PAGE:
Finance Director Paul Nilles presented highlights from our Q1 2020 financials. Although General Fund revenues were strong through March 2020 (up 17% YoY), Director Nilles cautioned that data since March may be quite different. He pointed out that use tax revenues foreshadow a recession, and also lag following a recession. Staff created a “what if” scenario model that compares our current forecast to a model where we adjust our tax revenue down in 2020 and assume a full rebound in 2021. I still think this adjusted model is not conservative enough, and asked for us to start modeling decreased revenue in both 2020 and 2021. While there may be some revenue shifting (e.g., people shifting spending from restaurants to groceries), it’s really not a one-for-one move, since the cost to buy food from a grocery is less than to buy in a restaurant. From a retail and service perspective, people are cutting back their spending while they can’t go out, and industry reports indicate that it’s unlikely this gap will be made up in the future (e.g., they won’t get three haircuts in May even if they skipped two in March and April). Furthermore, many people are intentionally cutting back luxury / discretionary spending as jobs are furloughed or cut, and in preparation for a recession.

Director Nilles said he will add the two-year recession model, and also committed to monthly updates going forward.

Item 8 – Open Space Purchase and Sale Agreement

Finally, we considered a purchase / sale agreement with CenturyLink for 182 acres on the south edge of Superior along Highway 128. The property is currently undeveloped; it has many social trails running through it, leading many in the community to believe it is Open Space. Personally, I run on these trails with my foster dog nearly every morning right now! However, this land is actually zoned as Regional Activity Center, which is a commercial zoning, and the owner could develop it at any time. (After a potential closing, the Board could consider rezoning this to Open Space.) The Town’s Open Space Advisory Committee (OSAC) has identified this as their highest priority property recommended for acquisition.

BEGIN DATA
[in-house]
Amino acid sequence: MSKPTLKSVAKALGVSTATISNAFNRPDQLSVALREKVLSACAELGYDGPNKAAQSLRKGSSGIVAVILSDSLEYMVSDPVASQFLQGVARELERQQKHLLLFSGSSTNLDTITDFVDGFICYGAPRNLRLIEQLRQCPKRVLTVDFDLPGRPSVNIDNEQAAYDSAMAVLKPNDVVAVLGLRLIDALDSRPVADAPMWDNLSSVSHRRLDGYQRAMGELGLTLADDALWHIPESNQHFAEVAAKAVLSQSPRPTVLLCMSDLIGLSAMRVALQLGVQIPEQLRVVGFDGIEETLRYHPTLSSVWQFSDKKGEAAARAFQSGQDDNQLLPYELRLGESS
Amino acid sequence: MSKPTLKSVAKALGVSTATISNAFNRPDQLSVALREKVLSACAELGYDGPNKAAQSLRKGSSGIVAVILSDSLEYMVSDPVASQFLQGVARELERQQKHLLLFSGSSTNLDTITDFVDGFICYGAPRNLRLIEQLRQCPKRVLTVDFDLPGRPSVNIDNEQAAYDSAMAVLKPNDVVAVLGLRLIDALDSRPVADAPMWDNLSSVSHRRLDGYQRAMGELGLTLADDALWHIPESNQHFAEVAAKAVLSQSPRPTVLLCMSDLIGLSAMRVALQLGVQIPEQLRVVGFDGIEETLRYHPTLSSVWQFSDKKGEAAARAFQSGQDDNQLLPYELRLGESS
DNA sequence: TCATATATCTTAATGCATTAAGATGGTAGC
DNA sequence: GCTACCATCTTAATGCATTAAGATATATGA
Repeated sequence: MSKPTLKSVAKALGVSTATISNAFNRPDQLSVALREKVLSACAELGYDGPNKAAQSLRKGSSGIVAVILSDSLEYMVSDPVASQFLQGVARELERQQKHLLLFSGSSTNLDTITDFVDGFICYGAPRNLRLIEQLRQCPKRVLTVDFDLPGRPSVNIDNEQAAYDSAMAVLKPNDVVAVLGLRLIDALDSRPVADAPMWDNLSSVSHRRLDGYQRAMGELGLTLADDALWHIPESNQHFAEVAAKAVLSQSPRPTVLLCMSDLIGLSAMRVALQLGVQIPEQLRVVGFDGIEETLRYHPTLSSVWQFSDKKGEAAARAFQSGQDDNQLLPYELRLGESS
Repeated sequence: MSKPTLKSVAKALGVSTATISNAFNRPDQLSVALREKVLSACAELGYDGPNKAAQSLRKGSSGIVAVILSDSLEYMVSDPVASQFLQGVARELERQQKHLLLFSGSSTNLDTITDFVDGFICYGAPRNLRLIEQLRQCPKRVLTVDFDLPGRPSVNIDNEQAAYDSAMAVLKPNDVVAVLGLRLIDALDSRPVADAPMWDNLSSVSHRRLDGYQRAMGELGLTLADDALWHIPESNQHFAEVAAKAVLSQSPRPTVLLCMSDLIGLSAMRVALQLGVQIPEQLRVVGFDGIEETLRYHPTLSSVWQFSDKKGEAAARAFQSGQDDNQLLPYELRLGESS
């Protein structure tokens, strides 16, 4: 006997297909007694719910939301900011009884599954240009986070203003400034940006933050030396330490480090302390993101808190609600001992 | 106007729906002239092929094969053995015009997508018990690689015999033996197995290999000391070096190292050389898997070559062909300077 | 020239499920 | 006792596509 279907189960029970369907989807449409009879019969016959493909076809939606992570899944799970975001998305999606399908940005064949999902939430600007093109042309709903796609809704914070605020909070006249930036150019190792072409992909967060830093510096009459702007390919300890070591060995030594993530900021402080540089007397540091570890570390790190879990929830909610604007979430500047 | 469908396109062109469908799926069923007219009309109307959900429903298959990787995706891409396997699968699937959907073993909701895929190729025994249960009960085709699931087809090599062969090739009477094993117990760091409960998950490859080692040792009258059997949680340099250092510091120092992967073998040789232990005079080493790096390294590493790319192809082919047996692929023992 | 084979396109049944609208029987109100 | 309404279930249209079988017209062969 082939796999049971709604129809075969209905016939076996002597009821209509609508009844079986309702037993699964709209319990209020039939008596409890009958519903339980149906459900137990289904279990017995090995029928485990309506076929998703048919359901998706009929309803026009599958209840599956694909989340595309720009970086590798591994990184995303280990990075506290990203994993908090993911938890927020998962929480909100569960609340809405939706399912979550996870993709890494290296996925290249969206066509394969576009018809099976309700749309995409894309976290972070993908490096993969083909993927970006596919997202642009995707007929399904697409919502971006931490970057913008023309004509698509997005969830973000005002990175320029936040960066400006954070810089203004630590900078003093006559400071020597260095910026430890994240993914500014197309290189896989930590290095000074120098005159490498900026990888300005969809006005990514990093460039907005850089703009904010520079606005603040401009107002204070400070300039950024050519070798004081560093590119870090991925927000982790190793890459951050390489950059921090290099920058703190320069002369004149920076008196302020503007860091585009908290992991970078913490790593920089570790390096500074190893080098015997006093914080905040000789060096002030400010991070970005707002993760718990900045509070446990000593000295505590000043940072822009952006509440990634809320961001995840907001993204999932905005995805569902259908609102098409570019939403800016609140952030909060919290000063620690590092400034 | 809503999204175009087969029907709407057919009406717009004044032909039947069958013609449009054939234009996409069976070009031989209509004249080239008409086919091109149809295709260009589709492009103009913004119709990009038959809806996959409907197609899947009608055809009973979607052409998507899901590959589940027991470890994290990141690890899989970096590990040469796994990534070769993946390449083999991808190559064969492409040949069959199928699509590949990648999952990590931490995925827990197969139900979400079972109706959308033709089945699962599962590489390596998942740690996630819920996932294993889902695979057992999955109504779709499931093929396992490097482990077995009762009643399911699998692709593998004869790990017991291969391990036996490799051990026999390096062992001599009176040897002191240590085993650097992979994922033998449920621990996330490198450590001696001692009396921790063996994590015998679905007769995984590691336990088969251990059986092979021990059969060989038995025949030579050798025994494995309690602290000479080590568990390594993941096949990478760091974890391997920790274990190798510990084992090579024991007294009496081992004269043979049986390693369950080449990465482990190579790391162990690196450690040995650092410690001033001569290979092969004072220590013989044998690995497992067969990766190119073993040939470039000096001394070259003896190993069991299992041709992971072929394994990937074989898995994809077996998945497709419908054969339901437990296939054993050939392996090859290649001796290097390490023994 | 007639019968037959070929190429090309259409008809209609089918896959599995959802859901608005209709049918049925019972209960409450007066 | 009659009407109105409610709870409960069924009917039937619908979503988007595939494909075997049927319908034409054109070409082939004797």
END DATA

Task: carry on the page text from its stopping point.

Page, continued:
The proposed purchase price is $15.1M, or $82.7K per acre. The primary questions we heard raised in public comment concerned the financing – where would this $15M come from? The Open Space fund balance is estimated to be $6.3M at the end of 2020 (coming from a 0.3% sales and use tax approved in 2001), all of which would go toward the purchase of the property. Another $5.3M could be financed with the remaining bond authorization approved by voters in 2005. Finally, Superior is working with Boulder County, Jefferson County, and the City and County of Broomfield on a potential conservation easement on the property, and funding partners through this conservation easement could contribute the final $4M. If this final piece falls through or takes a while to materialize, we could borrow from the Water Fund and pay it back over 8-9 years. However, the short version is that this purchase would dedicate Open Space funds for the next 20 years, and would limit opportunities for any other acquisitions.

I’m delighted to report that the purchase / sale agreement passed unanimously!! What a momentous moment for Superior.

Wrap Up

Thank you so much for taking the time to read / listen to this recap – I hope it is helpful! Our Board is always open to hearing your comments, questions, and concerns – you may always email your feedback to townboard@superiorcolorado.gov, or to me specifically at lauras@superiorcolorado.gov. As a reminder, any messages sent to a government email are part of the public record and will have your name attached; if you feel the need to write in anonymously, you may always comment at the bottom of my blog post recaps.

One Response so far.

  1. […] trails on the property on the south side of Superior, bordering Highway 128. In case you missed it, at Monday night’s Town Board meeting, we voted unanimously to approve a purchase agreement for this land, so it can forever belong to […]

Leave a Reply

Your email address will not be published. Required fields are marked *